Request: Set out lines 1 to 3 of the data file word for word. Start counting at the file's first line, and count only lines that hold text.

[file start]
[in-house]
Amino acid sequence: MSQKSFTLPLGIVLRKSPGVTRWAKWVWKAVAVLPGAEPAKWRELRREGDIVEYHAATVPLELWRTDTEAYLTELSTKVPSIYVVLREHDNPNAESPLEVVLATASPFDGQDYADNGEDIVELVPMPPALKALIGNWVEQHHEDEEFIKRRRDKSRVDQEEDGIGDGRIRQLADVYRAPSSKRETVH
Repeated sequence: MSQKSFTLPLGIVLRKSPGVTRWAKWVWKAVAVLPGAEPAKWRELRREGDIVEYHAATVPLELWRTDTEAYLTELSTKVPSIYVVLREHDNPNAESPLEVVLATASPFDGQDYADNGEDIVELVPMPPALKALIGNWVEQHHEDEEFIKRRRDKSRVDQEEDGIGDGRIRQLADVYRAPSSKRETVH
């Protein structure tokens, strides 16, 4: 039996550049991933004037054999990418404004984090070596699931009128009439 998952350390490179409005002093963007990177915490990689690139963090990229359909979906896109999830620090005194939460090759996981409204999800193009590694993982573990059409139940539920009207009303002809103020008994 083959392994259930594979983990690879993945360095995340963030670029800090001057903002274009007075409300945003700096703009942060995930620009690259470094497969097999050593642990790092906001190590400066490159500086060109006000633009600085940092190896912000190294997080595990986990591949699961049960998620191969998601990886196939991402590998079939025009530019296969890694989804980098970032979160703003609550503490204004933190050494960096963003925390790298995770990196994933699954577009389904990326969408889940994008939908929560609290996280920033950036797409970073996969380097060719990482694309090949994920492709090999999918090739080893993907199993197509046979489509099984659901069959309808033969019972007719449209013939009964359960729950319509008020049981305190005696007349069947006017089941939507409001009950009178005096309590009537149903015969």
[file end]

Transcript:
[in-house]
Amino acid sequence: MSQKSFTLPLGIVLRKSPGVTRWAKWVWKAVAVLPGAEPAKWRELRREGDIVEYHAATVPLELWRTDTEAYLTELSTKVPSIYVVLREHDNPNAESPLEVVLATASPFDGQDYADNGEDIVELVPMPPALKALIGNWVEQHHEDEEFIKRRRDKSRVDQEEDGIGDGRIRQLADVYRAPSSKRETVH
Repeated sequence: MSQKSFTLPLGIVLRKSPGVTRWAKWVWKAVAVLPGAEPAKWRELRREGDIVEYHAATVPLELWRTDTEAYLTELSTKVPSIYVVLREHDNPNAESPLEVVLATASPFDGQDYADNGEDIVELVPMPPALKALIGNWVEQHHEDEEFIKRRRDKSRVDQEEDGIGDGRIRQLADVYRAPSSKRETVH